This is the inscription to be found on the cartouche that Ghirlandaio included in the portrait. The words are a variant of the end of an epigram by the poet Martial. The text has a double meaning, firstly referring to the virtues possessed by Giovanna during her lifetime and which could barely be reproduced in images, and secondly, exalting the art of painting and expressing a concept on the lines of “see what painting is capable of”. There is also no doubt that the commission from the Tornabuoni, to whom the artist was closely linked, encouraged Ghirlandaio to exert all his efforts and produce the best of which he was capable. The panel is still in magnificent condition, allowing us to appreciate the great care with which it was painted. The face, hands, clothing and objects surrounding Giovanna are painted with great beauty and delicacy. The panel occupied a place of honour in one of Lorenzo Tornabuoni’s apartments in the family palace, which was among the most sumptuous in Florence along with those of the Medici. It was displayed in a wide, gilded frame in the “chamera del palco d’oro”, a room that had a gilded ceiling and other gilded elements and was located close to the “chamera di Lorenzo, bella”, which was the young man’s private chamber.

Important paintings were made for the decoration and furnishings of Lorenzo’s chamber in Palazzo Tornabuoni, the symbolic centre of his own, new household.
Works that graced Lorenzo’s luxurious chamera include three beautifully preserved panels illustrating the story of Jason and Medea and the spectacular tondo by Domenico Ghirlandaio with the Adoration of the Magi. Together with scenes from the Trojan War, these pictures exalted the Greco-Roman concept of heroism as well as lofty Christian ideals, against the background of great cultural optimism and the belief in a new Golden Age.


A R S    V T I N A M   M O R E S    
A N I M V M    Q V E E F F I N G E R E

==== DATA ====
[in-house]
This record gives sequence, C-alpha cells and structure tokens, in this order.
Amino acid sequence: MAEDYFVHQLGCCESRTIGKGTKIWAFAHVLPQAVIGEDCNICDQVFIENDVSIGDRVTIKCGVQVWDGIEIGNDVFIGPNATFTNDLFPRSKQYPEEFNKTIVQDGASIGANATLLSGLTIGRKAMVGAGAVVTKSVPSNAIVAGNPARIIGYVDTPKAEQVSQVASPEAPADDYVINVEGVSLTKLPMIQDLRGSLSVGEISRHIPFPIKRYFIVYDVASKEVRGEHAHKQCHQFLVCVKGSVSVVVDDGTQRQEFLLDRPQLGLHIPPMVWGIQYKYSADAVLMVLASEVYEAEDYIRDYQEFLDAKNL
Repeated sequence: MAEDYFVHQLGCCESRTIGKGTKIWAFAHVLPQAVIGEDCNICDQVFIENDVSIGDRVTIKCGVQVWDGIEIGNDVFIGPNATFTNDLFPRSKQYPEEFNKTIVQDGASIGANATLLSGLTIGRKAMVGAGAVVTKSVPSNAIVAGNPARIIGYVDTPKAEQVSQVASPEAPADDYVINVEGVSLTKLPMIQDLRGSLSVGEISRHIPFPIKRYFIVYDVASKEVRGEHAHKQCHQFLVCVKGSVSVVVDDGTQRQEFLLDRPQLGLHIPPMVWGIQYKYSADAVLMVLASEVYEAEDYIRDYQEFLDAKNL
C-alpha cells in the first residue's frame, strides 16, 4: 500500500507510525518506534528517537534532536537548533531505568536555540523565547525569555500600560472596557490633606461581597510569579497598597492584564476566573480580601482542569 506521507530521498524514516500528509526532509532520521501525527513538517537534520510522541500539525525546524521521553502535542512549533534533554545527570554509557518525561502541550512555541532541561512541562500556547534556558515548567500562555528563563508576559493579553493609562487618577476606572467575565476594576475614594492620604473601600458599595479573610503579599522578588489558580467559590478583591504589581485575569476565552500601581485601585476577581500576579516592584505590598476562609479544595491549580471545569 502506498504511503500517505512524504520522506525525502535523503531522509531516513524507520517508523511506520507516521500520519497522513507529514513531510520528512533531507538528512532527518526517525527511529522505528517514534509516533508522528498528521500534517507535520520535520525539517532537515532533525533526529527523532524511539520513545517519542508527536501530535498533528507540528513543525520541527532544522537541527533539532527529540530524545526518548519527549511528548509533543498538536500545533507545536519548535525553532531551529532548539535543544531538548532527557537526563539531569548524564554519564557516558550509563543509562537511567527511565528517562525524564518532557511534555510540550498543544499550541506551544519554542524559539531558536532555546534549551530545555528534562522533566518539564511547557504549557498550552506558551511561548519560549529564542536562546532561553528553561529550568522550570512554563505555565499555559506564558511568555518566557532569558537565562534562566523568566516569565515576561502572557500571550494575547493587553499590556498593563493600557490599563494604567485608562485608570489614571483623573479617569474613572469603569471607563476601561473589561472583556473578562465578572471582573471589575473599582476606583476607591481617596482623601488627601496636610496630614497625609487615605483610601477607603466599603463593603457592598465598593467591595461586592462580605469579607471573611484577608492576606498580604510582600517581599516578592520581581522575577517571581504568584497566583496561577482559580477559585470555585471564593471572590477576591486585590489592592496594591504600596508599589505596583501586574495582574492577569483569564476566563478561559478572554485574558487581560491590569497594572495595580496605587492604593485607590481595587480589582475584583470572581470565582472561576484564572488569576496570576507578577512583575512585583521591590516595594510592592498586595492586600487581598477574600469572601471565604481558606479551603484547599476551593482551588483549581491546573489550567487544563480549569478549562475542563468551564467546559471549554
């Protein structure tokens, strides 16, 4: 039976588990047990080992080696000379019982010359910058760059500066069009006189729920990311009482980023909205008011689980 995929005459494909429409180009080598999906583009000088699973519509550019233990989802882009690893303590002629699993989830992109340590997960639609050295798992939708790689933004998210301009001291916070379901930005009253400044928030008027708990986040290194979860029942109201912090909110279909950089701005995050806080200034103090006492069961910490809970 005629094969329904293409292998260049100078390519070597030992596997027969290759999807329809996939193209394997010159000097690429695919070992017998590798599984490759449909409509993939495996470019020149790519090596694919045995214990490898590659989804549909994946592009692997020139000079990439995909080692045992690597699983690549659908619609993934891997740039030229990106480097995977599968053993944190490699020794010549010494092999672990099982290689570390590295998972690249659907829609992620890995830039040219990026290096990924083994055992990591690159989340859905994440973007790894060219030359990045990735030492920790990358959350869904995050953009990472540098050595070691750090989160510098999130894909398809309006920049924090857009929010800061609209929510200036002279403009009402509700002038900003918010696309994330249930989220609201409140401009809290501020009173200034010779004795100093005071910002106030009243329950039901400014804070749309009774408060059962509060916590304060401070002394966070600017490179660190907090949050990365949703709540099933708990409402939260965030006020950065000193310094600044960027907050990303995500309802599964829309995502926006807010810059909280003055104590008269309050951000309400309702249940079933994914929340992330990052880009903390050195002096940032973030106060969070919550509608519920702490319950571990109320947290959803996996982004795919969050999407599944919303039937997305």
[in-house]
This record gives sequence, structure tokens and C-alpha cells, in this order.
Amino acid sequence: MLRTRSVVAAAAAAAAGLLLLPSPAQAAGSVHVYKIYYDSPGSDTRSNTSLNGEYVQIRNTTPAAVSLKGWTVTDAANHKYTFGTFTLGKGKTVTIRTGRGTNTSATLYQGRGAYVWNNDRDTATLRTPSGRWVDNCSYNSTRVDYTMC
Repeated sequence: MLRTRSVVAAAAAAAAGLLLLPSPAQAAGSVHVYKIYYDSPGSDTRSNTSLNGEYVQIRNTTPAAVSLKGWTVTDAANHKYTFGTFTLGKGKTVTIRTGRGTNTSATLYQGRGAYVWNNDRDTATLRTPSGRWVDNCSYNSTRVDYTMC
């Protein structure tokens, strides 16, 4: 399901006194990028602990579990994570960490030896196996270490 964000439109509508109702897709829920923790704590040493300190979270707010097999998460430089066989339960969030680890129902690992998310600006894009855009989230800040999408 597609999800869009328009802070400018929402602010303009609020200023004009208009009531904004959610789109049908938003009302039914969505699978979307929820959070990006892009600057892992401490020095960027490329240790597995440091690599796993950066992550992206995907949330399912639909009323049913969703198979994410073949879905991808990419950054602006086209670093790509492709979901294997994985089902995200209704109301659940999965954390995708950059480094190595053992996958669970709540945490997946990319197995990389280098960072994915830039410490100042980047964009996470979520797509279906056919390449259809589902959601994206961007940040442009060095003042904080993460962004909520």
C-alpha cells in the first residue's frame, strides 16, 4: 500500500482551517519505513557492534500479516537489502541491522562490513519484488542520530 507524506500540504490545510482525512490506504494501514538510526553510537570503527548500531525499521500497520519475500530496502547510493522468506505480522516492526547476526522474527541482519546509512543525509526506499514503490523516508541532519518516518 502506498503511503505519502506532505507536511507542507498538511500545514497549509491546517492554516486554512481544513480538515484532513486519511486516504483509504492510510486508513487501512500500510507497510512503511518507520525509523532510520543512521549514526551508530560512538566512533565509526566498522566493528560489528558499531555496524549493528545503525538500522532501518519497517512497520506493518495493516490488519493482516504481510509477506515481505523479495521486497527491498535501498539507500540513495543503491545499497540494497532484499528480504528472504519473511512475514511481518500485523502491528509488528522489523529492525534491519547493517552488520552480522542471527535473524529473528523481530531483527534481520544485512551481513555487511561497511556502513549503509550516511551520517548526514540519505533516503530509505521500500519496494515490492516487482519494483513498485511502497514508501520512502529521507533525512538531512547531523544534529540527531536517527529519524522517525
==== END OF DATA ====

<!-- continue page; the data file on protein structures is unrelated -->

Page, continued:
P O S S E S   P V L C H R I O R I N   T E R   
R I S   N V L L A T A B E L L A   F O R E T   
In a fresco in the Tornabuoni Chapel, Giovanna is depicted as an entire figure witnessing the Visitation. The artist used that portrait in his panel painting with a new background, though he unfortunately cut the arms and hands off rather awkwardly. The delightful young woman now stands out, in a clear contrast of light against dark, from the black niche in the background. The reserved beauty of the young woman is fittingly expressed in the formal clarity of the composition.

Giovanna degli Albizzi had married Lorenzo Tornabuoni in 1486 when she was not yet eighteen years old -- a marriage arranged through the mediation of Lorenzo's cousin, Lorenzo the Magnificent.
The marriage had been a sumptuous occasion, marking the union of two among the most important and oldest Florentine families which in the first half of the century had been political enemies. A cortège of one hundred well-born girls and fifteen young men had accompanied Giovanna to the cathedral of Florence, Santa Maria del Fiore, where the wedding ring was given to her in presence of the Spanish ambassador to the Pope. The festivities included banquets and dances organised on wooden platforms, specially built for the occasion next to the Tornabuoni and the Albizzi palaces. In October 1487, Giovanna had given birth to Giovanni Tornabuoni's first grandson, who had been also called Giovanni. By the time Ghirlandaio painted her portrait in the Visitation, she was already dead. She died one year after the birth of her son, during a new pregnancy, and was buried in S. Maria Novella.